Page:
The artistic output of Igshaan Adams consists in producing beauty from materials considered to be of little value, but which are deeply connected to the everyday life of the non-white working classes who still live in the so-called South African townships.1 His works materialize experimentations by working women and men, based on their tensioning agency of everyday life marked by racial segregation, inequality, and poverty. Sharply demarcated urban lines weaken, bend, become sinuous, and defy straight, rigid lines imposed by the Apartheid regime and its reminiscences in contemporary times.
Bonteheuwel, founded in 1960, is the birthplace and setting of the artist’s childhood memories, who lived in a Muslim and Christian home influenced by multiple traditions. The lines that rigidly divide the two sides of the city inspire Desire Lines (2022), a work that represents the shortcuts created by underprivileged workers who defy the harshness of urban layouts. Tapestry, a traditional South African craft, is the art through which Adams materializes these alternative paths, rivers, structures through which the city is (un)organized.
This tapestry is composed of ordinary objects, colored beads, shells, whelks, wire, and colored fabrics tightly woven together, producing immense multicolored carpets. As well as tapestry, other works by Adams also show the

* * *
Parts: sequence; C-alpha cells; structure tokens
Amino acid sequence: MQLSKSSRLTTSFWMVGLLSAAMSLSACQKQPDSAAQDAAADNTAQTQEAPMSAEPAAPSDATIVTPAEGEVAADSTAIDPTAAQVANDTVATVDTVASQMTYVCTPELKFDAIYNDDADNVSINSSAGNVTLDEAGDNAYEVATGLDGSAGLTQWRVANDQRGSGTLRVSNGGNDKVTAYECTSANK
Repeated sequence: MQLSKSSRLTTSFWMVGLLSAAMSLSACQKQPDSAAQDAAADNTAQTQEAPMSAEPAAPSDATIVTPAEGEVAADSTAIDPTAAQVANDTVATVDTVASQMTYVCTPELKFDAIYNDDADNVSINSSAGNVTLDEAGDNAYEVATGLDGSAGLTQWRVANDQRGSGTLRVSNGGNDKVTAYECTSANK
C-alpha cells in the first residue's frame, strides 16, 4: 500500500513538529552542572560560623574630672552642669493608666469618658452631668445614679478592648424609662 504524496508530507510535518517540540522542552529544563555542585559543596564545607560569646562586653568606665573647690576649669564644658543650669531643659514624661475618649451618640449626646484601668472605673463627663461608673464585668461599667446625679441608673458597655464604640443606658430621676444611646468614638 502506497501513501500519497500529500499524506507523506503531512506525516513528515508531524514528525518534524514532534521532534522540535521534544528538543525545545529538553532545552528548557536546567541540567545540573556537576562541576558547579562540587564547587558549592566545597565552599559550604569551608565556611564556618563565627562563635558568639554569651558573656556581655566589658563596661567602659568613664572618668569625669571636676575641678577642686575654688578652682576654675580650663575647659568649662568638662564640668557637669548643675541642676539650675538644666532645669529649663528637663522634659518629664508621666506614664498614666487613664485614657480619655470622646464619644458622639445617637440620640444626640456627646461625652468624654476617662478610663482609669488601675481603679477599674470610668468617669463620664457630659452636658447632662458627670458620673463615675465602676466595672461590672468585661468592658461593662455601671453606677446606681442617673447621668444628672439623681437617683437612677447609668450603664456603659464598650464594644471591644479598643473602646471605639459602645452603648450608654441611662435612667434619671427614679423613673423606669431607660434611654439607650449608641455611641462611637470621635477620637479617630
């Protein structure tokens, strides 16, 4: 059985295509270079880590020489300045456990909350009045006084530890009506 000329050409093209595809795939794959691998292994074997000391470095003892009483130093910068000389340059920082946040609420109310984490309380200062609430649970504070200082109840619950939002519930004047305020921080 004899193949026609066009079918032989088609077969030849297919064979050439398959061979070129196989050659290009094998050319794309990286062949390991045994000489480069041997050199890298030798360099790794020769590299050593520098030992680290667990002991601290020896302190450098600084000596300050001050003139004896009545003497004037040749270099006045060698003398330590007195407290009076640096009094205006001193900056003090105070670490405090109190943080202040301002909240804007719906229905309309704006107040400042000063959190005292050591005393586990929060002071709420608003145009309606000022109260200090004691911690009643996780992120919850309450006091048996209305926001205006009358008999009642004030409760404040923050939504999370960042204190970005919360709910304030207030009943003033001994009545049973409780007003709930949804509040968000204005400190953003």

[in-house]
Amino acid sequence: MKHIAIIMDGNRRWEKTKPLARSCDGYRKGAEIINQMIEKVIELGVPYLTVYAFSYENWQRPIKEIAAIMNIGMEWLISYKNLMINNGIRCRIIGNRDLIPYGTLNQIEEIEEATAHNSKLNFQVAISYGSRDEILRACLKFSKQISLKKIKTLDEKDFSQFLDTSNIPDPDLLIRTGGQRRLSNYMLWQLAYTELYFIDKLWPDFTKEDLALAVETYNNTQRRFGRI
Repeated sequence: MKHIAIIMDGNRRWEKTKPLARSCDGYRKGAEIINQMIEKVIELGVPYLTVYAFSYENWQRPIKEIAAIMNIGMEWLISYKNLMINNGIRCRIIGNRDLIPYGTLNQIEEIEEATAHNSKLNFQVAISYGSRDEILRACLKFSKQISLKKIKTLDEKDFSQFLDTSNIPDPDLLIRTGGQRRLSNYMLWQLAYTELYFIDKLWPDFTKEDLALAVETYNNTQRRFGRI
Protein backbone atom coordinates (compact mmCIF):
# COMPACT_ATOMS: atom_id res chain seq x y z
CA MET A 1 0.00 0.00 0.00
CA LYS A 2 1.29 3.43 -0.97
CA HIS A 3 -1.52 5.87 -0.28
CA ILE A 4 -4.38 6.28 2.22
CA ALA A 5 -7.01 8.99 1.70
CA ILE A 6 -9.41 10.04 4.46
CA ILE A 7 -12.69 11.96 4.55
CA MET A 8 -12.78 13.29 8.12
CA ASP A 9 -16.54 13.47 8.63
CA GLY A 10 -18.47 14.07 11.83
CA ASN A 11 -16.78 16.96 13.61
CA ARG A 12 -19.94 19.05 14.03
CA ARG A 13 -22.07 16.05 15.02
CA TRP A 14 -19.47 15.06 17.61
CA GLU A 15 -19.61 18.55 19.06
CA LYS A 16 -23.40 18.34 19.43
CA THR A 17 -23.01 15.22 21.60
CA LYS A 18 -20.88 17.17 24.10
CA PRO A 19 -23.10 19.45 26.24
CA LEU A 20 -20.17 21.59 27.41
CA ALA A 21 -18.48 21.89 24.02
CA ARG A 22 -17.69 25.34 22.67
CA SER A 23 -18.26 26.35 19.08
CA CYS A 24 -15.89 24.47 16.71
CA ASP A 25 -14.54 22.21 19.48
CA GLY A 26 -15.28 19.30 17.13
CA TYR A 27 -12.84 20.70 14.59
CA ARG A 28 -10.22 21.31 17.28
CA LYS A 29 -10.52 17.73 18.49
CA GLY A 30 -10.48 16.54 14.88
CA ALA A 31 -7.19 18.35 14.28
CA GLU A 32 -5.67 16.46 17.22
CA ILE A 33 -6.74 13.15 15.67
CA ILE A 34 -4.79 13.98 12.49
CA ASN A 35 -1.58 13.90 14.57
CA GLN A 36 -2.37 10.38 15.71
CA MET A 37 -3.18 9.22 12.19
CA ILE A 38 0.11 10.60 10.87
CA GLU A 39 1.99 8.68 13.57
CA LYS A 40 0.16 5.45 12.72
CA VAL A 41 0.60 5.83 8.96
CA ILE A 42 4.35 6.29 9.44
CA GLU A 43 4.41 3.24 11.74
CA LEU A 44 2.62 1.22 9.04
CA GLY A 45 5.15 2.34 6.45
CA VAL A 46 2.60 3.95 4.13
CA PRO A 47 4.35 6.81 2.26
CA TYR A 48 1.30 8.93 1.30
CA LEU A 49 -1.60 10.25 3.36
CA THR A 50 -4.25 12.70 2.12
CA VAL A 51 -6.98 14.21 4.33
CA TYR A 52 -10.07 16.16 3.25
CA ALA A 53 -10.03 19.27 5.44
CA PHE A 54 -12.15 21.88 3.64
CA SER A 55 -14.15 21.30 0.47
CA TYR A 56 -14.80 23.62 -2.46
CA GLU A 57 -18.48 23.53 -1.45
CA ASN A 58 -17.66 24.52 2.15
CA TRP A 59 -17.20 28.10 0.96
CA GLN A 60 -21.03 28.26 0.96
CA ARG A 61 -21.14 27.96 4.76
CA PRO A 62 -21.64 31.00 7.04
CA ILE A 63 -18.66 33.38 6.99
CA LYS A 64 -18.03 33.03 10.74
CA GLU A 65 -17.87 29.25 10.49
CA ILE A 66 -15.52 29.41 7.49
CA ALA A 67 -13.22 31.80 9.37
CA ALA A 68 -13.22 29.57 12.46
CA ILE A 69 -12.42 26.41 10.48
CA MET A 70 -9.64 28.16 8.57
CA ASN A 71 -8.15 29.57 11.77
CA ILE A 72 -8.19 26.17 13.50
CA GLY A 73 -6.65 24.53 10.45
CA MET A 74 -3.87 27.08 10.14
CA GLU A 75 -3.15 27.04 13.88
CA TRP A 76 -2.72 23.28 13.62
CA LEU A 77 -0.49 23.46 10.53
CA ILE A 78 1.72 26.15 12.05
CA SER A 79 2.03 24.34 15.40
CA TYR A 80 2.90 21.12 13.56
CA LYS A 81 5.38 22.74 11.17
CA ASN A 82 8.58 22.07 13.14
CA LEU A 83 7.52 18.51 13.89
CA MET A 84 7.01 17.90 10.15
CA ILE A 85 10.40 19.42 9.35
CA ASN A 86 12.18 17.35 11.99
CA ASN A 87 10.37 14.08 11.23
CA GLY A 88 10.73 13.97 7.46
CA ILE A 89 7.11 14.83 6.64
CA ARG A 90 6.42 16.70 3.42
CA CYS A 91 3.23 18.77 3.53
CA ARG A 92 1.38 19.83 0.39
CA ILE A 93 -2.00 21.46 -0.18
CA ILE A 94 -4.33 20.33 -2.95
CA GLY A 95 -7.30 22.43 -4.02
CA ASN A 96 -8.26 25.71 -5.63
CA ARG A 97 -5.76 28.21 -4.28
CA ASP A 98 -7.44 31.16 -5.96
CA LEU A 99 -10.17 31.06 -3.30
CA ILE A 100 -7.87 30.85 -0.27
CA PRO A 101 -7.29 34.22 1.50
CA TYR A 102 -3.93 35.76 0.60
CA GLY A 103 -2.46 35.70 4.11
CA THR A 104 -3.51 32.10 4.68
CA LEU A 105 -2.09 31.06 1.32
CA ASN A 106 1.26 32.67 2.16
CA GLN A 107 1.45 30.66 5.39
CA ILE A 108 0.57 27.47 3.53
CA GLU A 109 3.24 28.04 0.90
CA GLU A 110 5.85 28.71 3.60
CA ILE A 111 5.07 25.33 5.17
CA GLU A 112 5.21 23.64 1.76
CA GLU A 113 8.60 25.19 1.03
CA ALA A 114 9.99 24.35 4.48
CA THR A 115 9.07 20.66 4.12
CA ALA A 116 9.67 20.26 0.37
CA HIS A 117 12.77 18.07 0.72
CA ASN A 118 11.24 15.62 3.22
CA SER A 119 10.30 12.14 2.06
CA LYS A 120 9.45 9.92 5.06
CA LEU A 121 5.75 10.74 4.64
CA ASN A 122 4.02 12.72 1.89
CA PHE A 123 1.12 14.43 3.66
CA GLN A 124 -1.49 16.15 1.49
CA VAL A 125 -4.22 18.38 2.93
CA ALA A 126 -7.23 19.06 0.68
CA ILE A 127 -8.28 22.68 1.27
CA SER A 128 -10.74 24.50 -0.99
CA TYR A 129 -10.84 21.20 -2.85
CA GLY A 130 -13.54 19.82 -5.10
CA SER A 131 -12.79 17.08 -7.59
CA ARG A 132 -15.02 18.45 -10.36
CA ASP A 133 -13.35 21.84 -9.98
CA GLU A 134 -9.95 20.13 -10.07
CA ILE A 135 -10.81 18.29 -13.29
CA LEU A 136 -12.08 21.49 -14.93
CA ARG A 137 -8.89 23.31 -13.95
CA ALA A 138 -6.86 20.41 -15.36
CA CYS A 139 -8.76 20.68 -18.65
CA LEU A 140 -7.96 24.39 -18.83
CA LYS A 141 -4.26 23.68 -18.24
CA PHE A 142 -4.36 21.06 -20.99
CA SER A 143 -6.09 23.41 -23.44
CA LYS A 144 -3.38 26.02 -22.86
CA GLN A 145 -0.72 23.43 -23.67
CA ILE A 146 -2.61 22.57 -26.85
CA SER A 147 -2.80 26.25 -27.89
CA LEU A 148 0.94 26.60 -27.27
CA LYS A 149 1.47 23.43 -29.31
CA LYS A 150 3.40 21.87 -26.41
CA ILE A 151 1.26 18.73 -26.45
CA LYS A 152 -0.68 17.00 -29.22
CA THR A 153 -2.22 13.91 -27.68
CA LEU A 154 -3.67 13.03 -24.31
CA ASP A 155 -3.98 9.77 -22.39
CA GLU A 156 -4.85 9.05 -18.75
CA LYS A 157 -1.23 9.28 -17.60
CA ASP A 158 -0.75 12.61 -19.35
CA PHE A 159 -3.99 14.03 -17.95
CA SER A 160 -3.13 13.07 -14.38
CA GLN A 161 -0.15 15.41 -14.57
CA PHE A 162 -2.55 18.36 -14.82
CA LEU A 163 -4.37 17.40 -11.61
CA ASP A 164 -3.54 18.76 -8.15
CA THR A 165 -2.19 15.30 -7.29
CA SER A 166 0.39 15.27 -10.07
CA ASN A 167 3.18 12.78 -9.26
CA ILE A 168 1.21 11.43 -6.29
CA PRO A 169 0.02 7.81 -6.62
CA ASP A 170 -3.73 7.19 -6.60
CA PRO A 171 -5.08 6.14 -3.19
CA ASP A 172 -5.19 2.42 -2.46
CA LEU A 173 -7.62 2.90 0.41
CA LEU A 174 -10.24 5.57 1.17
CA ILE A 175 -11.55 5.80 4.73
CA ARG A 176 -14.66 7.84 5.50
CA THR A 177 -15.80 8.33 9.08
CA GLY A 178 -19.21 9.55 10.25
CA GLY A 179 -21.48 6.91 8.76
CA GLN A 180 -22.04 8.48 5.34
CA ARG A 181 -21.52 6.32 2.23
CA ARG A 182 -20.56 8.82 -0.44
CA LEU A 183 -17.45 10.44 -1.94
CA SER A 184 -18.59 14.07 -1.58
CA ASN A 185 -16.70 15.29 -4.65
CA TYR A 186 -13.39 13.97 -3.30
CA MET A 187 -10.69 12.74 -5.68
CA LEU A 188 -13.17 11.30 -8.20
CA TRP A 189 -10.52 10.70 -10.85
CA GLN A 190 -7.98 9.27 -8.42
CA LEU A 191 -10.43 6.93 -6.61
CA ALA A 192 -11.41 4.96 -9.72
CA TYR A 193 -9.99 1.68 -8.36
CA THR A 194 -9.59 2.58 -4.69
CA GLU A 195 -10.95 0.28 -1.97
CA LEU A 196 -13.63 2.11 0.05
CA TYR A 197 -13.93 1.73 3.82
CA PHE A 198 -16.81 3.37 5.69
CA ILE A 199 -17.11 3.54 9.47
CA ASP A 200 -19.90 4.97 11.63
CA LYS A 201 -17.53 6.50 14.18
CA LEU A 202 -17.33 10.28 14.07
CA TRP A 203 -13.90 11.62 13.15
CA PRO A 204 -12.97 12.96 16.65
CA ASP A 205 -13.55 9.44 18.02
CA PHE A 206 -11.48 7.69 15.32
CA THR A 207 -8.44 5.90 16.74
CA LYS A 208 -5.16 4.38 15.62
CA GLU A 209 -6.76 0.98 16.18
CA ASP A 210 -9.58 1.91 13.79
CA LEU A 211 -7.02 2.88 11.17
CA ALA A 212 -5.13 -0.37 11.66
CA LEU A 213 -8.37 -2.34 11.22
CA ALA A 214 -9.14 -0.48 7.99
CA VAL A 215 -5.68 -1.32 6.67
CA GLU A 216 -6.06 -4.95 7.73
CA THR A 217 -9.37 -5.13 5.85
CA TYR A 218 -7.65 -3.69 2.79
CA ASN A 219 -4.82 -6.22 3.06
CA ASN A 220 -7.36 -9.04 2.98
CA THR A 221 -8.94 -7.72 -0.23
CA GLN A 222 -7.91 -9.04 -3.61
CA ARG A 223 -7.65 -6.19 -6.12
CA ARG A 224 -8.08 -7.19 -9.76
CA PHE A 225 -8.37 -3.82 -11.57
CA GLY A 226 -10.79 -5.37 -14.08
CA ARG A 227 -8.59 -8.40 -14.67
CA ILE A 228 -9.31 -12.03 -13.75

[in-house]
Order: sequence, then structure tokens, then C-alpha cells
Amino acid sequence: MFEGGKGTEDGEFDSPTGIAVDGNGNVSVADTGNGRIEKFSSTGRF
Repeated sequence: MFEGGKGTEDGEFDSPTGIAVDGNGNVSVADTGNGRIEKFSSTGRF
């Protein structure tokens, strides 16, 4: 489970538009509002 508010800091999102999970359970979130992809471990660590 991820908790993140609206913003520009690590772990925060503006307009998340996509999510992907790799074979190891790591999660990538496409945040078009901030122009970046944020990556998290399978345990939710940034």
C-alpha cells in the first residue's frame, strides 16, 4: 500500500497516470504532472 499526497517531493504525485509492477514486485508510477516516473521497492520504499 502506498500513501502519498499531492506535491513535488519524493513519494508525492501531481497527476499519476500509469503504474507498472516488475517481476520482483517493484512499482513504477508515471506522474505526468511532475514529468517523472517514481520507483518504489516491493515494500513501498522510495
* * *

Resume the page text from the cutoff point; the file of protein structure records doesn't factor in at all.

efforts of working classes to adorn their daily lives, and, paradoxically, reaffirm and remind them of their social place, of joy or pain, of poverty and hope for better days.
It is in this somewhat dreamlike beauty, which reveals meanings both material and aesthetic, that the artist foregrounds the agency of the working classes. From these impoverished materials – regarded as worthless, commonplace, which, if they carried traces of the lives of the elites would be considered relics, museum pieces – Adams composes flowers, dust in the air resulting from people dancing who dress in ecumenical fabrics inspired
by sacred objects. The domestic takes on sensitive and intimate meaning, surpassing reality and taking on unthought, almost impossible forms.
translated from Portuguese by philip somervell
Igshaan Adams (Bonteheuwel, Cape Town, South Africa 1982. Lives in Cape Town) is an artist merging performance, weaving, sculpture, and installation in his work. He draws upon his background to contest racial, sexual and religious boundaries. His large-scale tapestries remember movements, dances and paths that inscribe personal and collective stories. His work has been exhibited at Kunsthalle Zürich (Switzerland), Zeitz Museum of Contemporary Art Africa (Cape Town, South Africa) and the 59th Venice Biennale (Italy).
1. Areas created during Apartheid to confine black and mixed-race people.